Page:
To describe Bollinger as an idiot is an insult to idiots. Even people with IQs lower than channel numbers of UHF television stations know this Iranian for what he is.

hdhouse said...

The Drill SGT said...
"Columbia leads the FAIR fight to keep Army recruiters and ROTC from exercising its free speech rights on Columbia."

What free speech rights do you mean? Is the Army an employer or not? Does the university have a right to restrict or exclude a potential employer from the use of the campus for recruitment? Are there no recruiting stations in NYC? or are you asserting that the Army wants to make a "speech" for purposes other than recruitment? A political speech perhaps? One about the wonders of the grand canyon? Howabout a seminar on tank tread design?..

What exactly do you have in mind when you say something like this?

John said...

Even if you give Bollinger the benefit of the doubt, his naivety is astounding. Bollinger really believed that he could have an effect on Iran or Ahmadinejad by taking him to task. All that will happen as a result of this is the Iranian government and media will edit the tapes of his appearance carefully to make it look like he Ahmadinejad was received warmly and cheered at Columbia. This thing is a propaganda coo for Ahmadinejad. These tapes will be edited and shown over and over again in Iran. Ahmadinejad's appearance at Columbia will do nothing but strengthen his government and further demoralize dissidents. We know now that during the cold war that Soviet dissidents were greatly helped by statements of support from the West. Things like Reagan's evil empire speech had a real and positive effect on the moral and effectiveness of dissidents. You have to remember most people are not dissidents or apparatchiks in a totalitarian society. Most people are in the middle and just want to get along. The task for a dissident is to convince those in the middle that the government really is corrupt and horrible. Condemnation by the rest of the world helps in that. At the same time, recognition by the rest of the world hurts because it allows the government to say "look Columbia University cheered our President, we are not an outlaw country, it is the dissidents who are outlaws." Columbia did real damage by doing this.

Hoosier Daddy said...

Is the Army an employer or not? Does the university have a right to restrict or exclude a potential employer from the use of the campus for recruitment?

Does Columbia restrict any other employers from the campus?

Do you find it at all hypocritical that individuals like Ahmadinejad are given a free forum to express themselves but conservative speakers are shouted down, chased off stage or have food thrown at them while trying to speak?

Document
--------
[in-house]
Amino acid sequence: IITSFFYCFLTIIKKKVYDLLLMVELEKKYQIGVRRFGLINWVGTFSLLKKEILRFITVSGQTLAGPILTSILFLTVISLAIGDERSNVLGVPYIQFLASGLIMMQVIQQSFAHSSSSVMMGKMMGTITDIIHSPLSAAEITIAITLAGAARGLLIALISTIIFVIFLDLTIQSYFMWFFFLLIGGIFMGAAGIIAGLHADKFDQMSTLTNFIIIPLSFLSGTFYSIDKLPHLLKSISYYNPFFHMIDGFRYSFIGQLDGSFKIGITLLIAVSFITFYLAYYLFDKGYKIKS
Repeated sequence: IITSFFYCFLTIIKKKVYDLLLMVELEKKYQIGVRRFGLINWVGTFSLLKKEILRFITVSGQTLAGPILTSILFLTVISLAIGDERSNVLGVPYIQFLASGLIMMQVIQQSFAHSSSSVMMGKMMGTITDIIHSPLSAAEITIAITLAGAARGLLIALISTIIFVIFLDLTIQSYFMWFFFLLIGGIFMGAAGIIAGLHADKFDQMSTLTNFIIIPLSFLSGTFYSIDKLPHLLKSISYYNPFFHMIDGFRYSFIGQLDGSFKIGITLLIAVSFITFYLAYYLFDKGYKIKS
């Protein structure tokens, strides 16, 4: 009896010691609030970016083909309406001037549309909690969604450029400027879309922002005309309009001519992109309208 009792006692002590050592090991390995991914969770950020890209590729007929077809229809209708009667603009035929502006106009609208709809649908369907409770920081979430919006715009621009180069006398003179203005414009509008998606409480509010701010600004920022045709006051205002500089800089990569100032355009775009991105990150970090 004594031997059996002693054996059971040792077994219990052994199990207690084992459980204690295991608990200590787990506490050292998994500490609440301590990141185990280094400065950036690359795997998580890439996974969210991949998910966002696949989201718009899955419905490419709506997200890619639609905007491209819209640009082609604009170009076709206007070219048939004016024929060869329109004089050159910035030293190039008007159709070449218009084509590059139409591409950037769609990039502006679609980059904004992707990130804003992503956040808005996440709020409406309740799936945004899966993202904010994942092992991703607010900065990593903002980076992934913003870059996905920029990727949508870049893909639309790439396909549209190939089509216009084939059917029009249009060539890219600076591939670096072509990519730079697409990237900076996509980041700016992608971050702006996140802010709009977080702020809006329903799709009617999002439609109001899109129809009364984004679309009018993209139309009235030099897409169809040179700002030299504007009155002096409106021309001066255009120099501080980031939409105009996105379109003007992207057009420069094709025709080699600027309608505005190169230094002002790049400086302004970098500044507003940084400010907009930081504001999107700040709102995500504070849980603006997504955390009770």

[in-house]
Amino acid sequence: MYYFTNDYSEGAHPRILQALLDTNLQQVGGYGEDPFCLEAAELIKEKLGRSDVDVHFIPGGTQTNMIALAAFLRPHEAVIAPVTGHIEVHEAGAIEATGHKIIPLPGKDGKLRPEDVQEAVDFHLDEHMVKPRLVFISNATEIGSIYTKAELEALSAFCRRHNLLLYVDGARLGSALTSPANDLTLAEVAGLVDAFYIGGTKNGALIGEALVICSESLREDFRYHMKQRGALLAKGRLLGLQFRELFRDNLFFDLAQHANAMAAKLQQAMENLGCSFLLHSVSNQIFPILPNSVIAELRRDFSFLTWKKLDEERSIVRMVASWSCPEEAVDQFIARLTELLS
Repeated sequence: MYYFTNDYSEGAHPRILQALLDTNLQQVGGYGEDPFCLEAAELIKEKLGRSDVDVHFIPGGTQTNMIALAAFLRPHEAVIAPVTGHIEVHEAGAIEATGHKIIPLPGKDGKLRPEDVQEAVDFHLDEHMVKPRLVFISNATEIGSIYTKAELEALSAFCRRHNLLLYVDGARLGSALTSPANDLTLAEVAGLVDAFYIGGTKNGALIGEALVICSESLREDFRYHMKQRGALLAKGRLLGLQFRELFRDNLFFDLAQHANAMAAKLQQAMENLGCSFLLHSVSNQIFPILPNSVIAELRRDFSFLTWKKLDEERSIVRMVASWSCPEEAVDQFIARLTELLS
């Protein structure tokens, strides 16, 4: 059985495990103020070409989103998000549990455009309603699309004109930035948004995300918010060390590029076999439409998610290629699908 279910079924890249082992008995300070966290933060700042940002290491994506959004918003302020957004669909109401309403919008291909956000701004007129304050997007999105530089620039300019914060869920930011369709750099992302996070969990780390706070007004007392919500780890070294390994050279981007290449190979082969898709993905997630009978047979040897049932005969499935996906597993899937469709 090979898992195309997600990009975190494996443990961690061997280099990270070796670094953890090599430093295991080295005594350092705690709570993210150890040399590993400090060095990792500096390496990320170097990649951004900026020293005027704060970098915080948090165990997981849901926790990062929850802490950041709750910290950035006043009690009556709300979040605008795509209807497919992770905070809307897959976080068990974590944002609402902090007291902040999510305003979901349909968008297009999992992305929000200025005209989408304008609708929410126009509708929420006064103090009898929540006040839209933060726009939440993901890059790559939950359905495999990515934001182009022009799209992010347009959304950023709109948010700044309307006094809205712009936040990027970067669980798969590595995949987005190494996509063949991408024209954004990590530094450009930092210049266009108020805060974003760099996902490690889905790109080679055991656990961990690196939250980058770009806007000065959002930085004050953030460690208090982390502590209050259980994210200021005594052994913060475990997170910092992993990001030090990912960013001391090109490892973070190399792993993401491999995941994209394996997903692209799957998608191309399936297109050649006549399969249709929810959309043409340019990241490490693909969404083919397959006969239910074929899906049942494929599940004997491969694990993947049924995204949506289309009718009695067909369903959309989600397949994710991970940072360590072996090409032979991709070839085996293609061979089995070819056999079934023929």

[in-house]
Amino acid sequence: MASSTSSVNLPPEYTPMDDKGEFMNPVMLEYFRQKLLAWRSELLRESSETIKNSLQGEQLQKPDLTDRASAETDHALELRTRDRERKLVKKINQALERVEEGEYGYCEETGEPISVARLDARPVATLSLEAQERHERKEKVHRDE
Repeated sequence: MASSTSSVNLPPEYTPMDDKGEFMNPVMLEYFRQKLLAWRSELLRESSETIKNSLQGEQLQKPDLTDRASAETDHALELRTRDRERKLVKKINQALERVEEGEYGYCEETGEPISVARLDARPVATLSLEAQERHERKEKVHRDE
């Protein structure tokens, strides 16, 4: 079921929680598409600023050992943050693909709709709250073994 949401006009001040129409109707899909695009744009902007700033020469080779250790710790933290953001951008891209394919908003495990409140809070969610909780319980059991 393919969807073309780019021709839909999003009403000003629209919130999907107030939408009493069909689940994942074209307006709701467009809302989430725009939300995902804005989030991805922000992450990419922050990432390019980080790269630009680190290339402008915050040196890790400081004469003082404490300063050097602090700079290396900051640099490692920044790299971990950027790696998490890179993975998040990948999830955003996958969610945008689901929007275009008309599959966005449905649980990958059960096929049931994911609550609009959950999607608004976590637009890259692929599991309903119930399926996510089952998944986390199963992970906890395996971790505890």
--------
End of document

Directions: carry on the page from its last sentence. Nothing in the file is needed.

PatCA said...

"Remember, this is the same group that invited the Minutemen to the college and then shouted them down."

Not only that, they physically rushed him on the stage. Either that was assault, or they were just excited about the marketplace of ideas.

SGT Ted said...

"Refusing Ahmadinejad this opportunity would have signaled weakness"

Preposterous. It would have signalled that "You and your totalitarian ideas aren't welcome in a civilized nation."

Gedaliya said...

Lisa Schriffren at NRO posts an excellent observation on the controversy:

And Another Thing...

Michael Reynolds said...

SGT:

I wrote: "Refusing Ahmadinejad this opportunity would have signaled weakness"

You wrote: Preposterous. It would have signalled that "You and your totalitarian ideas aren't welcome in a civilized nation."

Wrong. The object of the game as I see it is to damage Ahmadinejad's credibility and diminish his power. That's what we all presumably want.

A head of state came here, was listened to, was slapped around and and laughed at. That is the result. There's no way to spin that as a victory for the bad guys.

But you only get the chance to ridicule and belittle if you listen first. Refusing to listen grants the opponent standing. He's too terrifying even to listen to.

Put it in pugilistic terms. The anti-Columbia commenters want to forbid the opponent to enter the ring. The better answer is to let him enter the ring, and defeat him. That's why free speech is such a lovely idea. It presupposes that free people, having heard any and all comers, will separate truth from lies and, on balance, in most cases, reach the right decision.

That's exactly what happened here.